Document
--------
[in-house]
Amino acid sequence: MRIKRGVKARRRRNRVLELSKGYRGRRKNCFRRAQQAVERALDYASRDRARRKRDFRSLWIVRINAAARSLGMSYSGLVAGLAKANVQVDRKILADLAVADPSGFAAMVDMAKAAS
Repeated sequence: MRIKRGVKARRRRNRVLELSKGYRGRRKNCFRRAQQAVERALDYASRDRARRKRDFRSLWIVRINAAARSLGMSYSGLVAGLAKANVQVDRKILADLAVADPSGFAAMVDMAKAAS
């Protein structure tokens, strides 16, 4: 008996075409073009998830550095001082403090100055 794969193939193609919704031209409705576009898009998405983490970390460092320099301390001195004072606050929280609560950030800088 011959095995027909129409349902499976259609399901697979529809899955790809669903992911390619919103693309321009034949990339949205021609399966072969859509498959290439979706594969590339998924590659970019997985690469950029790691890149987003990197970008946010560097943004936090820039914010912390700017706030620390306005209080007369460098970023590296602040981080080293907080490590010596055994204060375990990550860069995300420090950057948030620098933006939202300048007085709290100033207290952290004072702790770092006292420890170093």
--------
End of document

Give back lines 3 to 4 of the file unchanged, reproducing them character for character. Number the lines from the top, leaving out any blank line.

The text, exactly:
Repeated sequence: MRIKRGVKARRRRNRVLELSKGYRGRRKNCFRRAQQAVERALDYASRDRARRKRDFRSLWIVRINAAARSLGMSYSGLVAGLAKANVQVDRKILADLAVADPSGFAAMVDMAKAAS
């Protein structure tokens, strides 16, 4: 008996075409073009998830550095001082403090100055 794969193939193609919704031209409705576009898009998405983490970390460092320099301390001195004072606050929280609560950030800088 011959095995027909129409349902499976259609399901697979529809899955790809669903992911390619919103693309321009034949990339949205021609399966072969859509498959290439979706594969590339998924590659970019997985690469950029790691890149987003990197970008946010560097943004936090820039914010912390700017706030620390306005209080007369460098970023590296602040981080080293907080490590010596055994204060375990990550860069995300420090950057948030620098933006939202300048007085709290100033207290952290004072702790770092006292420890170093």